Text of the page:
Holy Thursday, along with the weight that it carries as part of the Church calendar, is a firsthand description of a couple's after-hours breakup in a closed restaurant. The two-measure chord progression that is varied throughout is an allusion to the two-bar bridge of Gershwin's 'The Man I Love,'which I imagine to be playing quietly in the background '- perhaps on a radio in the kitchen. There are two climaxes: the first is on the word 'over' and the second is a counterbalancing melismatic 'release' on the word 'smiles' as the progression (after moving through a number of keys with the singer as he describes the situation) returns to the opening key of E-flat major. The cycle ends with a murmur as the character sings the poignant word 'absence' on a low B flat.
Commissioned by Paul Sperry, the Muldoon Songs were composed in 1989 at the Camargo Foundation in Cassis, France, and at the MacDowell Colony, in Peterborough, New Hampshire. It was first performed 12 February 1993 on a Friends and Enemies of Contemporary Music concert at the Greenwich Music House in New York City by tenor Paul Sperry, accompanied by the composer.
Composed in 1989 for tenor Paul Sperry, these settings of six poems by Irish poet Paul Muldoon form a cycle that centers on the experience of loss. The various kinds of loss -- of relationships, of perfection, of life, of youth -- are seen and experienced in unusual imagery that hints at the reality behind the scene. The vocal lines are quite lyrical in spite of featuring many octave leaps. The melodies are patterned and frequently repetitive, containing numerous different rhythmic diversions for word stress. The setting is mostly syllabic with a few slow melismas, and there are many dynamic and expressive markings. The tenor who sings this cycle will need a solid and warm low B, as it is frequently used, and the cycle ends softly on a low B-flat. The piano parts are mostly chordal in structure and supportive in nature with frequent counter-melodic interplay with the vocal line. Frequent key signature changes in Holy Thursday will require attention. This would be good recital material for a senior or graduate tenor with a solid command of his range from B-flat(3) to A-flat(5) and an understanding of the poetry.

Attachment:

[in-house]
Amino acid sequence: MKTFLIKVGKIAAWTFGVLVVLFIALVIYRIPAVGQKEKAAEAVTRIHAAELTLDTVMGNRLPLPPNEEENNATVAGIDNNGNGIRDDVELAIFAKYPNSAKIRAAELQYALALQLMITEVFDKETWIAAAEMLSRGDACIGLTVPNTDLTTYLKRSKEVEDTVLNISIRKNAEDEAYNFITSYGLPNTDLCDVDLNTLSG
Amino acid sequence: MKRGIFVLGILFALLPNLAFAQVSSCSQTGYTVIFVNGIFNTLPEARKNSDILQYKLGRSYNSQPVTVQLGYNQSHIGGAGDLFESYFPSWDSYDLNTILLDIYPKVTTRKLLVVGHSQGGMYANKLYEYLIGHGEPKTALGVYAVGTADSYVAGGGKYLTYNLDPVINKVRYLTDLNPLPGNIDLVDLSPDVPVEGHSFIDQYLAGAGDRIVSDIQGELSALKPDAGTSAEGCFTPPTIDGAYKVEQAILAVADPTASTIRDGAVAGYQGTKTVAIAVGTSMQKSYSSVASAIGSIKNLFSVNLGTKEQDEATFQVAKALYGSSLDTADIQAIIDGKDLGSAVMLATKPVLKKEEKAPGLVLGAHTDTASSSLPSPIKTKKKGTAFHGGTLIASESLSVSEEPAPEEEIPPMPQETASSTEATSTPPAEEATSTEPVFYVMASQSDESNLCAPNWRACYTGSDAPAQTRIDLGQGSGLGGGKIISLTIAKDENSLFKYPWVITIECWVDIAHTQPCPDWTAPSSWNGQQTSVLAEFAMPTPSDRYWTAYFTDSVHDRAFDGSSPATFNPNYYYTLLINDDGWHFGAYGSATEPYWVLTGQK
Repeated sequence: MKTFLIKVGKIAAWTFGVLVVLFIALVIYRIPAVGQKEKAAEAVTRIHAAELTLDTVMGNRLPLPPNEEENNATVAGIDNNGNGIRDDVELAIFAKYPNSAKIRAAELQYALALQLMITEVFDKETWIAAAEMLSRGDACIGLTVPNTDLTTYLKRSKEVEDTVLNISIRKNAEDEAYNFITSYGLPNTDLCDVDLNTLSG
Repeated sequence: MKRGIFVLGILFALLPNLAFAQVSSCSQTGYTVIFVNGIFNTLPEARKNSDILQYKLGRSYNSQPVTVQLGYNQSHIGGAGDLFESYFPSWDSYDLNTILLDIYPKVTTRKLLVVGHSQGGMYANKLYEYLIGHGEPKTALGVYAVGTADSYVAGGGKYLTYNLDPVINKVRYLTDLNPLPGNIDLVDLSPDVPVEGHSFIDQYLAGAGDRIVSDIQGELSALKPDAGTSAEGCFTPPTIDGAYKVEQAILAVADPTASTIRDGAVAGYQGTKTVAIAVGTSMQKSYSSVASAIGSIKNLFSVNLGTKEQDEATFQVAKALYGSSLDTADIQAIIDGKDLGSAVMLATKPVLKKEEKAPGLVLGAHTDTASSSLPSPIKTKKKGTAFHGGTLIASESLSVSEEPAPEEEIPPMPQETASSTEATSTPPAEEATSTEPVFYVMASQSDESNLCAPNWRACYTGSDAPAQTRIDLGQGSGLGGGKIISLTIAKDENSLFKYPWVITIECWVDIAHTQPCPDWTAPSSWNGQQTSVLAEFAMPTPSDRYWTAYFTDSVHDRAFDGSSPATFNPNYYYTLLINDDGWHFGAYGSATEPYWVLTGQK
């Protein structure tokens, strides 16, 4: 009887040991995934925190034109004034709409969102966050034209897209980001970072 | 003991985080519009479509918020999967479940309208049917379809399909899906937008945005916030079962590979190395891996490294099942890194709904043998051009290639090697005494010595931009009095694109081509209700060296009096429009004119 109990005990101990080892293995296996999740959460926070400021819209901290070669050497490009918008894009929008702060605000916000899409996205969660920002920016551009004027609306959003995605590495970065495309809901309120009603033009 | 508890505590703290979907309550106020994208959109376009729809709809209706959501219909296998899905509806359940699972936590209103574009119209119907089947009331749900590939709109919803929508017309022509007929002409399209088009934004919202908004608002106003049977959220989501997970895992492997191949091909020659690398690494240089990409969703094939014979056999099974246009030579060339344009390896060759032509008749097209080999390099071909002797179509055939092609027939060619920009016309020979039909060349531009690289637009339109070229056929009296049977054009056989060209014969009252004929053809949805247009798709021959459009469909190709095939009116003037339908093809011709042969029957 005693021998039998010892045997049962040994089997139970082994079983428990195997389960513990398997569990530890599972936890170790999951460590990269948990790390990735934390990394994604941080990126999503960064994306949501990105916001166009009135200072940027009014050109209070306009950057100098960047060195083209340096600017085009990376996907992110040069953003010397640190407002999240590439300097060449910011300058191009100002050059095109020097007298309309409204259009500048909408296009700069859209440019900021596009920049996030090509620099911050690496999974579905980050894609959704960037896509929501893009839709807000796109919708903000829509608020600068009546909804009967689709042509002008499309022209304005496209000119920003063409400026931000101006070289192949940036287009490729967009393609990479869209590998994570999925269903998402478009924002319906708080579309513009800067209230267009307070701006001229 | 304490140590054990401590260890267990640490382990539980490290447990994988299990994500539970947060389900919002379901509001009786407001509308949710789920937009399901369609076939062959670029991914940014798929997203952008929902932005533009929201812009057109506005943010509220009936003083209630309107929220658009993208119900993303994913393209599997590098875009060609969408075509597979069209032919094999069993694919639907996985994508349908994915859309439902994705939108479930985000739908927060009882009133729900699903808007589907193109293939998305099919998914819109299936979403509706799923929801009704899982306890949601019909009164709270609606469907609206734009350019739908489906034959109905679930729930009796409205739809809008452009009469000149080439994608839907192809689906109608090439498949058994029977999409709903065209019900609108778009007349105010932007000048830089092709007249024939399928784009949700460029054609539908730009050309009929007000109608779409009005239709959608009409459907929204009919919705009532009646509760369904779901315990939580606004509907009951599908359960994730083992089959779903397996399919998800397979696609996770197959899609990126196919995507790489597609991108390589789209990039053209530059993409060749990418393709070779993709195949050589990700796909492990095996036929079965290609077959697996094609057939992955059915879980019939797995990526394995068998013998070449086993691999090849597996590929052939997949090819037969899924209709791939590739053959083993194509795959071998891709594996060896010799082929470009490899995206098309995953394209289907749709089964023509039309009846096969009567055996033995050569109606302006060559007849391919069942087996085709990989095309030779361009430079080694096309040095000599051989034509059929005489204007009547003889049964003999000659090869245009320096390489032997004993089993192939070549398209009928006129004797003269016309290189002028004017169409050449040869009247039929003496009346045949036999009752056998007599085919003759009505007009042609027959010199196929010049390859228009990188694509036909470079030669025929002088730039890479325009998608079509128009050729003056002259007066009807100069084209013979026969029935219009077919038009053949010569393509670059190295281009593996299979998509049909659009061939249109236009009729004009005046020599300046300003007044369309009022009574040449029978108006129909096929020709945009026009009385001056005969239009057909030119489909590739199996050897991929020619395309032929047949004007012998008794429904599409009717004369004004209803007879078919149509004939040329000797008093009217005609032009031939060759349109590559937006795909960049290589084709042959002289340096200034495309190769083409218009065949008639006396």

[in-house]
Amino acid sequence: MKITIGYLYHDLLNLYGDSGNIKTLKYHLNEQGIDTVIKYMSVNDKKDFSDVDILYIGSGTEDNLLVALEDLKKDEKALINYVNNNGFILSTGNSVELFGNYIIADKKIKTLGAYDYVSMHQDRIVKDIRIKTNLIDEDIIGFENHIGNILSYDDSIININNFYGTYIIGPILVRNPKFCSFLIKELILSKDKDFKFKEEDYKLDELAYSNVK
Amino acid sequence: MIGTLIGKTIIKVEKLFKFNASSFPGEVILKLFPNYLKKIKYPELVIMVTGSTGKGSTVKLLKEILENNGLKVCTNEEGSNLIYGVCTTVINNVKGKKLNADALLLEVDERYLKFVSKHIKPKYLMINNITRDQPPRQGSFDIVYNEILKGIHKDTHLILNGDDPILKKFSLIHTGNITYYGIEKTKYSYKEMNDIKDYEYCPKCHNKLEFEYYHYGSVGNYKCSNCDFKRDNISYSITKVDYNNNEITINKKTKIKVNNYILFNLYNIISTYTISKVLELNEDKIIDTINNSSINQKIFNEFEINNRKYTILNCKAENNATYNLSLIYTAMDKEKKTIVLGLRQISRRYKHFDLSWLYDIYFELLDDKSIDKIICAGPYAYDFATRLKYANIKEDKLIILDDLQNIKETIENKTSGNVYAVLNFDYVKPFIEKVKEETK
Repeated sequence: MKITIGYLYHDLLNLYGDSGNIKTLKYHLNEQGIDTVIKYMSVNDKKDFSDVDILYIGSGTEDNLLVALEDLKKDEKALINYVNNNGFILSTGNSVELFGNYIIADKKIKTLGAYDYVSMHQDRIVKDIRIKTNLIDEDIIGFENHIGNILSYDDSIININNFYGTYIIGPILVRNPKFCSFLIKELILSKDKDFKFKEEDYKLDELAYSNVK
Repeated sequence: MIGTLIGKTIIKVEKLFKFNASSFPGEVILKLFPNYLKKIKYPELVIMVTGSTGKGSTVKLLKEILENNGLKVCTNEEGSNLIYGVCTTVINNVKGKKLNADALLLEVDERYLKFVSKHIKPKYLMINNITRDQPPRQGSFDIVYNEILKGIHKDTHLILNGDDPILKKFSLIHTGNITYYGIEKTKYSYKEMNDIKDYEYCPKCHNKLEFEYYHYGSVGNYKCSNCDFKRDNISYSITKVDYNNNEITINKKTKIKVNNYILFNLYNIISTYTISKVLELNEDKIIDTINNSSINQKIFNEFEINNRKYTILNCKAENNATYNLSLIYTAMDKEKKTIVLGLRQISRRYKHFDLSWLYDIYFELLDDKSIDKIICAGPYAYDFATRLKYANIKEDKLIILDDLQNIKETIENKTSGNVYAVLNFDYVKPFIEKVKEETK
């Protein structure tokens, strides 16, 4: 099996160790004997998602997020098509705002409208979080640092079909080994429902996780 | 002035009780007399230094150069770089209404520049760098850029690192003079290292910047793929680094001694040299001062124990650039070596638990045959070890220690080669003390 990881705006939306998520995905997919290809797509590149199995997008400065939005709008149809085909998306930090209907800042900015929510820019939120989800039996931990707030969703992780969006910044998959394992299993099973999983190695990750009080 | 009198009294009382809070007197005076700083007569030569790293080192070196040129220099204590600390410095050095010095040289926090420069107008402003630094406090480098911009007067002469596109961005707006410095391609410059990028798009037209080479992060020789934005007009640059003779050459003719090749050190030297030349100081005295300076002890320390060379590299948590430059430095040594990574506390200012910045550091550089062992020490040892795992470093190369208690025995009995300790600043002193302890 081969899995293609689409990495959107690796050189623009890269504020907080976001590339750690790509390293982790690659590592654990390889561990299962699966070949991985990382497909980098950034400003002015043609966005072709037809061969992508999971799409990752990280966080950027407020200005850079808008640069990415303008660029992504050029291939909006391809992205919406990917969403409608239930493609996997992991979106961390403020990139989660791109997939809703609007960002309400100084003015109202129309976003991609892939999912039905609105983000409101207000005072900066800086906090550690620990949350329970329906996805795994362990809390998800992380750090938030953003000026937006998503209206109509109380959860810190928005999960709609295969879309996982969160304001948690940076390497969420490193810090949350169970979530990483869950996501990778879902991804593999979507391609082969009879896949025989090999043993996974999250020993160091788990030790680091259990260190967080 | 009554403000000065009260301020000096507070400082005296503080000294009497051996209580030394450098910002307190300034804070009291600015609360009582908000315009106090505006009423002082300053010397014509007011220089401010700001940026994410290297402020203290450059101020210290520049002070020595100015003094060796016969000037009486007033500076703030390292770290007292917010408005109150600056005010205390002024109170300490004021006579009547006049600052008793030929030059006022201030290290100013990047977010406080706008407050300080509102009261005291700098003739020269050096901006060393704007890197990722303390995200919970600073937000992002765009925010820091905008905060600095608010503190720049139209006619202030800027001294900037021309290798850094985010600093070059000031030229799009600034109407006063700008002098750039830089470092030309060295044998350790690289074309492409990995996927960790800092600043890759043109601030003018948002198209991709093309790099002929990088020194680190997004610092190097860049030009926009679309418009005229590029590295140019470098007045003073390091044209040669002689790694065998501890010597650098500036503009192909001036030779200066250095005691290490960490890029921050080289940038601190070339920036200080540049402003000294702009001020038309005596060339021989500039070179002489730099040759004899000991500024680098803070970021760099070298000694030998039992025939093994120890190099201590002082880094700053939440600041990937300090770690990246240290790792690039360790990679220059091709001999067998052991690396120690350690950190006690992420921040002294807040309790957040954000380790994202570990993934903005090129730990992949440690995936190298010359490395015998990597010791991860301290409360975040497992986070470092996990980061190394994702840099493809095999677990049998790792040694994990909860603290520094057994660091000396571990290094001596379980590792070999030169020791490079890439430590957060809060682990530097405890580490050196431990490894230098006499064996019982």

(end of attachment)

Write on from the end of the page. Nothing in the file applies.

--- Judith Carman, NATS Journal of Singing, January/February 2001, Volume 57, No. 3, pp. 75-76.
There is great craft to writing art song and Hagen possess all the necessary skills. He chooses texts judiciously, respectfully. He aims to enhance, not obliterate. Most of these songs were haunting, fleeting quivers of moments and sensations -- the resignation of two lovers to the end of their affair, the oppressive emptiness remaining after the death of a son. Hagen freeze-framed them all with the lightest of compositional brush strokes. A composer who can crystallize a moment in musical magic is a rarity. Expect to hear more of Hagen."
--- Mark Carrington, The Washington Post, 3/7/94
[Hagen] is a confirmed Romantic, writing in a lush tonal idiom with the emphasis centered firmly on the often demanding vocal line. In addition to calling for considerable range, the vocal lines are often lightly melismatic and have a distant relation to hymns, at least to my ears. His prosidy is good, and he is often an inspired melodist.
— John Story, Fanfare Magazine, November / December, 1999
(Banner photo: Daron Hagen and Paul Muldoon; photo by Jean Korelitz)